Autocrine regulation of tumor cell repopulation by Hsp70-HMGB1 alarmin complex
Journal of Experimental & Clinical Cancer Research volume 42, Article number: 279 (2023)
Cancer recurrence is regulated by a variety of factors, among which is the material of dying tumor cells; it is suggested that remaining after anti-cancer therapy tumor cells receive a signal from proteins called damage-associated molecular patterns (DAMPs), one of which is heat shock protein 70 (Hsp70).
Two models of tumor repopulation were employed, based on minimal population of cancer cells and application of conditioned medium (CM). To deplete the CMs of Hsp70 affinity chromatography on ATP-agarose and immunoprecipitation were used. Cell proliferation and the dynamics of cell growth were measured using MTT assay and xCELLigence technology; cell growth markers were estimated using qPCR and with the aid of ELISA for prostaglandin E detection. Immunoprecipitation followed by mass-spectrometry was employed to identify Hsp70-binding proteins and protein-protein interaction assays were developed to reveal the above protein complexes.
It was found that CM of dying tumor cells contains tumor regrowth-initiating factors and the removal of one of them, Hsp70, caused a reduction in the relapse-activating capacity. The pull out of Hsp70 alone using ATP-agarose had no effect on repopulation, while the immunodepletion of Hsp70 dramatically reduced its repopulation activity. Using proteomic and immunochemical approaches, we showed that Hsp70 in conditioned medium binds and binds another abundant alarmin, the High Mobility Group B1 (HMGB1) protein; the complex is formed in tumor cells treated with anti-cancer drugs, persists in the cytosol and is further released from dying tumor cells. Recurrence-activating power of Hsp70-HMGB1 complex was proved by the enhanced expression of proliferation markers, Ki67, Aurka and MCM-10 as well as by increase of prostaglandin E production and autophagy activation. Accordingly, dissociating the complex with Hsp70 chaperone inhibitors significantly inhibited the pro-growth effects of the above complex, in both in vitro and in vivo tumor relapse models.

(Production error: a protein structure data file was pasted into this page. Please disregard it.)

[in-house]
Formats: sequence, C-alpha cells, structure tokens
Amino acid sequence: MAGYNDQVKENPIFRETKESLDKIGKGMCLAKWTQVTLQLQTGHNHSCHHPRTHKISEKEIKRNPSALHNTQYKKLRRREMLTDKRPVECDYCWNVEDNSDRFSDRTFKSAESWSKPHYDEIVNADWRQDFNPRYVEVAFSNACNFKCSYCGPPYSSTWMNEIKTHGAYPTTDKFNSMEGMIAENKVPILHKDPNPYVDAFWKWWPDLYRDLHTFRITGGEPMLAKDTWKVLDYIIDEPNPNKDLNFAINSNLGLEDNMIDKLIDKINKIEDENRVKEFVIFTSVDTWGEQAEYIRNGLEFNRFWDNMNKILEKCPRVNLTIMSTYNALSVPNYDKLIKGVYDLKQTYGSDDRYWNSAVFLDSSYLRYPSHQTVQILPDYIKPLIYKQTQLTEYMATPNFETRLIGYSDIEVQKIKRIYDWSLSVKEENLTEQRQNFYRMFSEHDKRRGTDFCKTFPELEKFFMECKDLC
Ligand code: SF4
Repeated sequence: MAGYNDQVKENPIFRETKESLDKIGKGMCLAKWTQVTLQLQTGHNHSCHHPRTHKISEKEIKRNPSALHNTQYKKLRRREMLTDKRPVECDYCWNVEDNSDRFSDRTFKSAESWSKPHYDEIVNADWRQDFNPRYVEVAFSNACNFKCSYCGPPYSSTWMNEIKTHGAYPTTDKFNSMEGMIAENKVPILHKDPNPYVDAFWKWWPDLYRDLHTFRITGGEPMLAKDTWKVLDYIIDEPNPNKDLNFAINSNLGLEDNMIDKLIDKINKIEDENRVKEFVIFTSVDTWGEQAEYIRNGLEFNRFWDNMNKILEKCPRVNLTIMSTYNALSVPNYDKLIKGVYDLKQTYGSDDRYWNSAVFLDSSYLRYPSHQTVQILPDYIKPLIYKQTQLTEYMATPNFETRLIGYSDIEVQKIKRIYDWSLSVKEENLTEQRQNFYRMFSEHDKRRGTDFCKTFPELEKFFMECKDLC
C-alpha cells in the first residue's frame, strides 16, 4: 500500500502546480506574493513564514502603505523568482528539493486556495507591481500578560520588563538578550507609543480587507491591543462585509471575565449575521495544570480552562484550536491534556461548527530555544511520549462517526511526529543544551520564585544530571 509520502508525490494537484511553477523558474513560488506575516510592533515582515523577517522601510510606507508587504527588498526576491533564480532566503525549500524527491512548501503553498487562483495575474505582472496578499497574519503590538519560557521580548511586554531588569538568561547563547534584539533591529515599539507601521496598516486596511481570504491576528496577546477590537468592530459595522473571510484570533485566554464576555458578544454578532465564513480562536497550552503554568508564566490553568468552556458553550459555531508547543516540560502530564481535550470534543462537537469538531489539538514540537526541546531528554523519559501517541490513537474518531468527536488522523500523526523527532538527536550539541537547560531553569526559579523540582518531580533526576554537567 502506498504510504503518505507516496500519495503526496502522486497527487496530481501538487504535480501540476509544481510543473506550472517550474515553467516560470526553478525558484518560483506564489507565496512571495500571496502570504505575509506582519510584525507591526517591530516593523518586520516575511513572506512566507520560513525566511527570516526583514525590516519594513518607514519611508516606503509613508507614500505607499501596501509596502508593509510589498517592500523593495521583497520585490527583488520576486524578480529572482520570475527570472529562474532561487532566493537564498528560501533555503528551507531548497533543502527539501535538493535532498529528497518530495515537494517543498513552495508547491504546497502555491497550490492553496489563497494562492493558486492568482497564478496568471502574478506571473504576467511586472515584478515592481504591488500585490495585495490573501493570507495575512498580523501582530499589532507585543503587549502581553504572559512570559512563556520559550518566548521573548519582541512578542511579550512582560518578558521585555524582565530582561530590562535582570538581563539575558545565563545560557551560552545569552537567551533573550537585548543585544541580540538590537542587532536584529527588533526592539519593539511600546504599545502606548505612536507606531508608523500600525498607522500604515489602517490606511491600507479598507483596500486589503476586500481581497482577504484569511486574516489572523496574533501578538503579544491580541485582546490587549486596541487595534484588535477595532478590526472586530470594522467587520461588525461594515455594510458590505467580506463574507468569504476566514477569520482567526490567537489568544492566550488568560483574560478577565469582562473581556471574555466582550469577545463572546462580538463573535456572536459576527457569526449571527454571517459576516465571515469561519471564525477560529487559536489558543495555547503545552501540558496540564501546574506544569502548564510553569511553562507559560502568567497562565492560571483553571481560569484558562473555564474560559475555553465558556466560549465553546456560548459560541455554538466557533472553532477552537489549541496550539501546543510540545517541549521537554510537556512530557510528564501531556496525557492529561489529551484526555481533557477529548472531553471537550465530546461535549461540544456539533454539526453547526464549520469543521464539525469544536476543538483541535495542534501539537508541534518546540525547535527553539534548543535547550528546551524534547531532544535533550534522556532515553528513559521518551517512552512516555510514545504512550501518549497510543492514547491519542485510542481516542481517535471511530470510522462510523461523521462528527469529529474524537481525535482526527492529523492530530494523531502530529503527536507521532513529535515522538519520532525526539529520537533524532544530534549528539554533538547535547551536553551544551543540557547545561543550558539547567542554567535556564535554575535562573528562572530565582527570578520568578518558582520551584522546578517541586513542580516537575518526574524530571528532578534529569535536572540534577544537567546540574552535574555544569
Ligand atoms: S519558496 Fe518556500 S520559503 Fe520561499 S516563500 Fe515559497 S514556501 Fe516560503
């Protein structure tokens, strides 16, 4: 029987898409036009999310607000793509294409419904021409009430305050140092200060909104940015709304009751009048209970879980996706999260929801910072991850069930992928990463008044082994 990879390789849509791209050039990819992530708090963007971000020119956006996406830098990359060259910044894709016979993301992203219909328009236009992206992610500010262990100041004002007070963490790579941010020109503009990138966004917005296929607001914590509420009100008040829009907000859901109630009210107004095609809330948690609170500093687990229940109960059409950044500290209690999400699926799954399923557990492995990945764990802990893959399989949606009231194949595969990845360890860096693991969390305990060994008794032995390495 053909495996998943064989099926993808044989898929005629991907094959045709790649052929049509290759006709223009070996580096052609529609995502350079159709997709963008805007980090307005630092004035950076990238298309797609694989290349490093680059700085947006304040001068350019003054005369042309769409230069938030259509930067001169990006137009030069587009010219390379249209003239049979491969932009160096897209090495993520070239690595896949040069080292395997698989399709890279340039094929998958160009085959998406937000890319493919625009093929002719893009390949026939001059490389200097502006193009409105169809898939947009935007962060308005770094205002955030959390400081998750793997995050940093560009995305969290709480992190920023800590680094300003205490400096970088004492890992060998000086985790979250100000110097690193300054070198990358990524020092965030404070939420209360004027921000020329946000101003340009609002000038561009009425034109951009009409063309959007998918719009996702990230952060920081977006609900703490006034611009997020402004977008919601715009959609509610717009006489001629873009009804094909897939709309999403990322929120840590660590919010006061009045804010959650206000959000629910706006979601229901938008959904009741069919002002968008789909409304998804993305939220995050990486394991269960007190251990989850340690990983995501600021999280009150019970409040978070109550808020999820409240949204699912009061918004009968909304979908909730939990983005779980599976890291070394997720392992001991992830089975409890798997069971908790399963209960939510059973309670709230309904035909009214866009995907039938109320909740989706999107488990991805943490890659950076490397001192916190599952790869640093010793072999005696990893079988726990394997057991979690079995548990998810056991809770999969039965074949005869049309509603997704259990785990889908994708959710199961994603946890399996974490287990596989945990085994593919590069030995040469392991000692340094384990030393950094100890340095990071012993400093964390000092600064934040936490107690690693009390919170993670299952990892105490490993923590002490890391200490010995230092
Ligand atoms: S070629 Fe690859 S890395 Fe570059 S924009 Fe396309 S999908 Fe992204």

These data led us to suggest that the abundance of the Hsp70-HMGB1 complex in the extracellular matrix may serve as a novel marker of relapse state in cancer patients, while specific targeting of the complex may be promising in the treatment of cancers with a high risk of recurrence.